Whyadda y’all think about The Honour System?
Here’s how my good friend Merriam-Double-U defines it:
a system (as at a college) whereby persons are trusted to abide by the regulations (as for a code of conduct) without supervision or surveillance
I think it’s great. I dropped off a bag of crushed beer cans at The Beer Store yesterday, and the guy behind the counter asked, “How Many?” I told him the number and he gave me my deposit. No questions asked. Honour. Trust.
In the summer, I frequently take a journey to a family cottage, located in my old stomping grounds. On the way, there is a country road in the middle of nowhere. On that road, there is a long driveway. At the foot of that long driveway, there is a sign that says, “Pop $1”. Beside that sign are a small box with a slot in it and a cooler (I presume full of sugary, carbonated drinks). There are no cameras. No drone surveillance. No one watching. Just the honour system.
I just noticed it’s 2:22 PM. This is a special number for me. I see it all the time. To me, it means I’m on the right track.
Today I noticed I’m ten followers shy of one-hundred on NotSheepMinded. Just like 222 tells me I’m on track, a growing number of followers tells me that blogging the days away might be more than just a waste of time. I thought, “Wouldn’t it be cool if I could hit one hundred by the end of the weekend?”
Maybe with the help of the honour system, I can.
So here we go. This remainder of this blog post is like the can of delicious Mountain Dew in the icy water of the roadside cooler. It’s all yours, but pushing the follow button is the Loonie you put in the slotted box.
For those not living in Canada, a Loonie = a one-dollar coin. It’s called that because instead of displaying some cool all-seeing-eye/pyramid/Illuminati symbols, the back side just shows a loon floating in the water. A loon is like a duck.
So if you believe in the honour system, follow my blog and I will tell you a story. If you’re already a follower, thank-you. You truly are the reason I get out of bed every day. Without you, I would be getting black-out drunk while solving Rubik’s Cubes in my pyjamas all day.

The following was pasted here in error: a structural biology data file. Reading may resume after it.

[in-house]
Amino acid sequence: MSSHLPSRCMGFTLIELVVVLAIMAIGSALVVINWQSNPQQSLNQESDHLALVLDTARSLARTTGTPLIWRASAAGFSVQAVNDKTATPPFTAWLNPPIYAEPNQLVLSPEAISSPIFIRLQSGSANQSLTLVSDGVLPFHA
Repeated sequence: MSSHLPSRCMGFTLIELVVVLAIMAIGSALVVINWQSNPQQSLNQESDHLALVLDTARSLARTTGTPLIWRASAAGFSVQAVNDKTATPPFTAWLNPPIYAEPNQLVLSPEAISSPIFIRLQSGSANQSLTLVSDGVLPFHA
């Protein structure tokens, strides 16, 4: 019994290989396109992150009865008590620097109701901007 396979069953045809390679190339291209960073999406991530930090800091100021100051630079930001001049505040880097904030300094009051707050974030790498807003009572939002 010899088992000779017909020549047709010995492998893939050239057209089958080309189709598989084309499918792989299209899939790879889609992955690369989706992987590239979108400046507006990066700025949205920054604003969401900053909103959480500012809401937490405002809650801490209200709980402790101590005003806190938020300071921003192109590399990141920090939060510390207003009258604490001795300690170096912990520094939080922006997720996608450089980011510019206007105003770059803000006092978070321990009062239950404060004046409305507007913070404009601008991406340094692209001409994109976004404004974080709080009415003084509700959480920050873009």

As an added bonus, I will give you a link to a hilarious video about the honour system, with the caveat that it might not play in your region.
Without further ado, here is my story:
Ontario, Canada. January of let’s say 2006 or 2007. It’s cold. The snow is deep. The ice is thick. A Black Sheep calls in sick to work. He’s not in the mood for any work nonsense today.
The Black Sheep’s girlfriend follows his lead. She doesn’t want to work while he sits around solving Rubik’s Cubes in his pyjamas all day.
They decide to take a drive. A four-hour long drive. To the middle of nowhere. To a National Park that is frequented in the summertime, but barely used in the winter. They travel North along barren highways until they arrive at their destination.
They park the car and get out. The camp registration booth is boarded up. Their tire tracks in the day-old snow are the only evidence of human existence.
They go to enter the park and encounter a sign that says day-use visitors must pay five dollars. No guards. No gates. Just a request to please pay. Beside a slotted box, some envelopes to record some basic information on, and a chain that used to tether a pen to the box before it was torn off.
With no one around, it would have been easy to sashay on into the park without paying, but they believed in the honour system, so they walked back to the car, found five bucks and a pen to fill in the envelope.
Was skipping work, driving four hours, paying five bucks, and hiking a couple kilometres into the bush worth it?
A picture speaks a thousand words:
Now as promised, here is a link to that video about the honour system that may or may not work in your region: